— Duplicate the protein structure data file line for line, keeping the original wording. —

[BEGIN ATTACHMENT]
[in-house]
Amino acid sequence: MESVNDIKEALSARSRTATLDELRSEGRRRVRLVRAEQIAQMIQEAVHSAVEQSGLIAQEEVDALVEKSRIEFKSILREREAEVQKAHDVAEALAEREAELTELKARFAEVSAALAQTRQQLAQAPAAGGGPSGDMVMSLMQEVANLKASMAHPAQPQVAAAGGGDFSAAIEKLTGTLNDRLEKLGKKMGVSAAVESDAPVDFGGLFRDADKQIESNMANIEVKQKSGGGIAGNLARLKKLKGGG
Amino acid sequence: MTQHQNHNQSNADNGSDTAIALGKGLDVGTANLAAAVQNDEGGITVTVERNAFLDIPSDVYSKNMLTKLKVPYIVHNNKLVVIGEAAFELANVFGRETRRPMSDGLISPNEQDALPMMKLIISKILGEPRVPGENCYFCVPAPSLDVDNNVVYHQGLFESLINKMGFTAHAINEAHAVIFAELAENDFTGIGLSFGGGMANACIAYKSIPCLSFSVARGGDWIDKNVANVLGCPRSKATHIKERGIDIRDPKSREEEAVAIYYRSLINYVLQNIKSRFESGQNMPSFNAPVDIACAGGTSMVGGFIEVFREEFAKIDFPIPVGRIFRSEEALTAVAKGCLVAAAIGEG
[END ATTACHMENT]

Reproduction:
[in-house]
Amino acid sequence: MESVNDIKEALSARSRTATLDELRSEGRRRVRLVRAEQIAQMIQEAVHSAVEQSGLIAQEEVDALVEKSRIEFKSILREREAEVQKAHDVAEALAEREAELTELKARFAEVSAALAQTRQQLAQAPAAGGGPSGDMVMSLMQEVANLKASMAHPAQPQVAAAGGGDFSAAIEKLTGTLNDRLEKLGKKMGVSAAVESDAPVDFGGLFRDADKQIESNMANIEVKQKSGGGIAGNLARLKKLKGGG
Amino acid sequence: MTQHQNHNQSNADNGSDTAIALGKGLDVGTANLAAAVQNDEGGITVTVERNAFLDIPSDVYSKNMLTKLKVPYIVHNNKLVVIGEAAFELANVFGRETRRPMSDGLISPNEQDALPMMKLIISKILGEPRVPGENCYFCVPAPSLDVDNNVVYHQGLFESLINKMGFTAHAINEAHAVIFAELAENDFTGIGLSFGGGMANACIAYKSIPCLSFSVARGGDWIDKNVANVLGCPRSKATHIKERGIDIRDPKSREEEAVAIYYRSLINYVLQNIKSRFESGQNMPSFNAPVDIACAGGTSMVGGFIEVFREEFAKIDFPIPVGRIFRSEEALTAVAKGCLVAAAIGEG